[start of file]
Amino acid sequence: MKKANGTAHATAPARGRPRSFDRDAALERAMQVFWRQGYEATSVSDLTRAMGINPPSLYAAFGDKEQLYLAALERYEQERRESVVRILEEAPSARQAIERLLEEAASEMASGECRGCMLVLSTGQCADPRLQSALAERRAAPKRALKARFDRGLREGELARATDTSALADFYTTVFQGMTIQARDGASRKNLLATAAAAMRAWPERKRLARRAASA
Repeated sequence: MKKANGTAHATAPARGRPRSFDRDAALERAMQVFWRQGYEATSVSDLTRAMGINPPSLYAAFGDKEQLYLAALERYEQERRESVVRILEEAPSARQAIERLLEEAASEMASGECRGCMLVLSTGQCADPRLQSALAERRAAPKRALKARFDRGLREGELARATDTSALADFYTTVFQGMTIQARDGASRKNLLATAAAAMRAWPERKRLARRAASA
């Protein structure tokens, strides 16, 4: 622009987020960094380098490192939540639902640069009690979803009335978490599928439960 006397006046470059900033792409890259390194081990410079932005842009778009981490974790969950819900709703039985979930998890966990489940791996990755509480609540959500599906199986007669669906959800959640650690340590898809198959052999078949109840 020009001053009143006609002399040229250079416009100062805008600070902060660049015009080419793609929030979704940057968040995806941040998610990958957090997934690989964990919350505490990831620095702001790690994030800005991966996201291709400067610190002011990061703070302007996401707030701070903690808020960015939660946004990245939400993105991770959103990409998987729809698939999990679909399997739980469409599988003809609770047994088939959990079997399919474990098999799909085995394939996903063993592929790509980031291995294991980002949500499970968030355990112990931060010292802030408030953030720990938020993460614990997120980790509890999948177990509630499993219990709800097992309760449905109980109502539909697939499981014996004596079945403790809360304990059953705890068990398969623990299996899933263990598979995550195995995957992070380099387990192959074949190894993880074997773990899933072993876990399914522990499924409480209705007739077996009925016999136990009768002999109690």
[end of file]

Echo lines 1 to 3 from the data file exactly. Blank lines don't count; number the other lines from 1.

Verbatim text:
Amino acid sequence: MKKANGTAHATAPARGRPRSFDRDAALERAMQVFWRQGYEATSVSDLTRAMGINPPSLYAAFGDKEQLYLAALERYEQERRESVVRILEEAPSARQAIERLLEEAASEMASGECRGCMLVLSTGQCADPRLQSALAERRAAPKRALKARFDRGLREGELARATDTSALADFYTTVFQGMTIQARDGASRKNLLATAAAAMRAWPERKRLARRAASA
Repeated sequence: MKKANGTAHATAPARGRPRSFDRDAALERAMQVFWRQGYEATSVSDLTRAMGINPPSLYAAFGDKEQLYLAALERYEQERRESVVRILEEAPSARQAIERLLEEAASEMASGECRGCMLVLSTGQCADPRLQSALAERRAAPKRALKARFDRGLREGELARATDTSALADFYTTVFQGMTIQARDGASRKNLLATAAAAMRAWPERKRLARRAASA
């Protein structure tokens, strides 16, 4: 622009987020960094380098490192939540639902640069009690979803009335978490599928439960 006397006046470059900033792409890259390194081990410079932005842009778009981490974790969950819900709703039985979930998890966990489940791996990755509480609540959500599906199986007669669906959800959640650690340590898809198959052999078949109840 020009001053009143006609002399040229250079416009100062805008600070902060660049015009080419793609929030979704940057968040995806941040998610990958957090997934690989964990919350505490990831620095702001790690994030800005991966996201291709400067610190002011990061703070302007996401707030701070903690808020960015939660946004990245939400993105991770959103990409998987729809698939999990679909399997739980469409599988003809609770047994088939959990079997399919474990098999799909085995394939996903063993592929790509980031291995294991980002949500499970968030355990112990931060010292802030408030953030720990938020993460614990997120980790509890999948177990509630499993219990709800097992309760449905109980109502539909697939499981014996004596079945403790809360304990059953705890068990398969623990299996899933263990598979995550195995995957992070380099387990192959074949190894993880074997773990899933072993876990399914522990499924409480209705007739077996009925016999136990009768002999109690």